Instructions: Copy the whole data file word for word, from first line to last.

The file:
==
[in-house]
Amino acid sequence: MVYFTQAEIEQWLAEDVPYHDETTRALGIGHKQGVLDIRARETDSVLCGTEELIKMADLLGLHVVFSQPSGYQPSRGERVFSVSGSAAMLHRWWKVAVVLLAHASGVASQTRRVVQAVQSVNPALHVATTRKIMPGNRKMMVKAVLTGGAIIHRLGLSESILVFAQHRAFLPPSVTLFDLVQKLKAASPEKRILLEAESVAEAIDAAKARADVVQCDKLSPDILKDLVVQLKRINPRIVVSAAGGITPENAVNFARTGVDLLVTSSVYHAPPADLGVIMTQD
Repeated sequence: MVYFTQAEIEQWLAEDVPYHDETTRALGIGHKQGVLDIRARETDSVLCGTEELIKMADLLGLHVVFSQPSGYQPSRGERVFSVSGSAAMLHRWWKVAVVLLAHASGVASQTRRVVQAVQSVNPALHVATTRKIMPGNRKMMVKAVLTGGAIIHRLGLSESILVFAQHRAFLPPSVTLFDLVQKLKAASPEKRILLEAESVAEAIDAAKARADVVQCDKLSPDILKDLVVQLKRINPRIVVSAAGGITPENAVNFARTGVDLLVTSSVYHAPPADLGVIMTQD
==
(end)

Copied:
[in-house]
Amino acid sequence: MVYFTQAEIEQWLAEDVPYHDETTRALGIGHKQGVLDIRARETDSVLCGTEELIKMADLLGLHVVFSQPSGYQPSRGERVFSVSGSAAMLHRWWKVAVVLLAHASGVASQTRRVVQAVQSVNPALHVATTRKIMPGNRKMMVKAVLTGGAIIHRLGLSESILVFAQHRAFLPPSVTLFDLVQKLKAASPEKRILLEAESVAEAIDAAKARADVVQCDKLSPDILKDLVVQLKRINPRIVVSAAGGITPENAVNFARTGVDLLVTSSVYHAPPADLGVIMTQD
Repeated sequence: MVYFTQAEIEQWLAEDVPYHDETTRALGIGHKQGVLDIRARETDSVLCGTEELIKMADLLGLHVVFSQPSGYQPSRGERVFSVSGSAAMLHRWWKVAVVLLAHASGVASQTRRVVQAVQSVNPALHVATTRKIMPGNRKMMVKAVLTGGAIIHRLGLSESILVFAQHRAFLPPSVTLFDLVQKLKAASPEKRILLEAESVAEAIDAAKARADVVQCDKLSPDILKDLVVQLKRINPRIVVSAAGGITPENAVNFARTGVDLLVTSSVYHAPPADLGVIMTQD